Scientists Identify Major Source of Cells’ Defense Against Oxidative Stress
Both radiation and many forms of chemotherapy try to kill tumors by causing oxidative stress in cancer cells. New research from USC on a protein that protects cancer and other cells from these stresses could one day help doctors to break down cancer cells’ defenses, making them more susceptible to treatment.
In the March 23 issue of The Journal of Biological Chemistry, scientists led by USC professor Kelvin J. A. Davies demonstrated that a protein known as Nrf2 governs a cell’s ability to cope with oxidative stress by increasing the expression of key genes for removing damaged proteins.
Typically, oxidative stress is to be avoided. People eat foods high in antioxidants, such as fruits and vegetables, to try to block oxidation in their cells, in hopes of lowering their risk of illnesses, such as cancer, heart disease, stroke and Alzheimer’s disease – which all are linked to oxidative stress.
But in the case of cancer cells, if the Nrf2 response some day could be selectively turned off, treatments like chemotherapy and radiation could be more effective, Davies said.
“One of the problems you have is that cancer cells start becoming resistant to those treatments — they adapt,” said Davies, who holds appointments at the USC Davis School of Gerontology and in USC Dornsife. “The next time they may be more resistant because they’ve seen it before.”
Nrf2 is a transcription factor protein, meaning that it binds to specific sequences of DNA, turning on the process of copying the blueprints encoded in those DNA sequences into functional enzymes.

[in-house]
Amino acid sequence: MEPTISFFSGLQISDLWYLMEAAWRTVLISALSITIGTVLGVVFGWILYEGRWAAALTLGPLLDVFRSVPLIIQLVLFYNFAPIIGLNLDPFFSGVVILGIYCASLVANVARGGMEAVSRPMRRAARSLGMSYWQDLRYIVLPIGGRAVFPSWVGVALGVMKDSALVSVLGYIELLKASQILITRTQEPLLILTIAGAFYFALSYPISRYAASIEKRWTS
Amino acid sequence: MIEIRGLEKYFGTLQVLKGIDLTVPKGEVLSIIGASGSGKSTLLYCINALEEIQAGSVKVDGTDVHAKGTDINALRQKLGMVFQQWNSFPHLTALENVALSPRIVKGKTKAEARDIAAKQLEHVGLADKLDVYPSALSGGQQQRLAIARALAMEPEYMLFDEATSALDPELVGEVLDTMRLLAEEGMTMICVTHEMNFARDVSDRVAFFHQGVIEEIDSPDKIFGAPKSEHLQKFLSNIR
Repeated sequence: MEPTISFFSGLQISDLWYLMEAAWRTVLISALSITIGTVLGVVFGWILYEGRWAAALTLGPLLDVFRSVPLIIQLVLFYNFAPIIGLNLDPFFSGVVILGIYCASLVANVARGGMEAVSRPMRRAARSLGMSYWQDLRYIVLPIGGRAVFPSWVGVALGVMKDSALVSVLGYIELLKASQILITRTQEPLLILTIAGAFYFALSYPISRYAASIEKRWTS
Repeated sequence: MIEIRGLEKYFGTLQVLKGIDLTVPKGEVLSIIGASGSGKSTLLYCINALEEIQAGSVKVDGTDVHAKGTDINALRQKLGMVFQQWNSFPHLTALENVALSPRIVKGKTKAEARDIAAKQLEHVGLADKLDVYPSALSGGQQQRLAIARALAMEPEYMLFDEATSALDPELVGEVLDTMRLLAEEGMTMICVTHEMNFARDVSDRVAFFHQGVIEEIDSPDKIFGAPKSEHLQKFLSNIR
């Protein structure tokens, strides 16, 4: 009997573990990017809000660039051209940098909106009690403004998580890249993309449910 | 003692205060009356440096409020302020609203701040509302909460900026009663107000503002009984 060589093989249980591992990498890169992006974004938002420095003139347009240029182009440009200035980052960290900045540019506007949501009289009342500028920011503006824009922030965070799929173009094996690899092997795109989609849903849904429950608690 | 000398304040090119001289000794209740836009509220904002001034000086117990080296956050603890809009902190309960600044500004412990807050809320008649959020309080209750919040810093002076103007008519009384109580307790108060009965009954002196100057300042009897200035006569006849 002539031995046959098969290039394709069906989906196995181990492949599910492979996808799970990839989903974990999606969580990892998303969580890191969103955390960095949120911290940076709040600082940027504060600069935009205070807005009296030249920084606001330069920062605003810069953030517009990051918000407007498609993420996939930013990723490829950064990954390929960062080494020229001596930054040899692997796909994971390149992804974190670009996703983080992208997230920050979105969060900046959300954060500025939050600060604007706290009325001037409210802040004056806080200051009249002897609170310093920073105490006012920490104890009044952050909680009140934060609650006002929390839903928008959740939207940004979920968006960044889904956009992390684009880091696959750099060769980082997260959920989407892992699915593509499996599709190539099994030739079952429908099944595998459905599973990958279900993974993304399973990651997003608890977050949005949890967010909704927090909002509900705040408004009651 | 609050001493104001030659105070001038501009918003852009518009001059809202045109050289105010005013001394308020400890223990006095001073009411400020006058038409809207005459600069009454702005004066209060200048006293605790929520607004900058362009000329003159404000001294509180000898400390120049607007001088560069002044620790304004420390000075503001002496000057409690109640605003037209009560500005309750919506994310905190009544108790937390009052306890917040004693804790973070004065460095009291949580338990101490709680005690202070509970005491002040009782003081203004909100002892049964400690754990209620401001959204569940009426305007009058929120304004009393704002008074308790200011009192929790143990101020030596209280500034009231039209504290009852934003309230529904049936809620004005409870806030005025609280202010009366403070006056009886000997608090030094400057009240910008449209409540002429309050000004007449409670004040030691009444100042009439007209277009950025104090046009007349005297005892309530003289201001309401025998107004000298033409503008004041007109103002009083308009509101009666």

In particular, the new work from the Davies lab shows that production of proteasome and a proteasome regulator (Pa28) is controlled by Nrf2 during oxidative stress. Proteosome, in turn, is a large protein enzyme that breaks down oxidized proteins that otherwise would accumulate and cause cells to die.
When oxidative stress increases (which can be simulated in the lab by adding hydrogen peroxide – the major product of both radiation therapy and chemotherapy), Davies and his team found that the Nrf2 in a cell starts ramping up proteasome production.
The researchers then tested their findings by blocking Nrf2 with various chemical and genetic inhibitors, which decreased the cell’s ability to make more proteasome and cope with the hydrogen peroxide.
In normal young cells, Nrf2 allows continuous regulation of proteasome production in response to changing oxidative environments. This ability may decline in aging and age-related diseases, making older individuals less able to cope with stress.
“We would like to be able to reverse this decline in normal cells while making cancer cells less stress-resistant and more easily killed by radiation therapy and chemotherapy,” Davies said.
Davies’ collaborators on the research included graduate students Andrew M. Pickering and Robert A. Linder, postdoc Hongqiao Zhang and collaborator Henry J. Forman, professor of natural sciences at the University of California, Merced.
The National Institute of Environmental Health Sciences at the National Institutes of Health supported the research.
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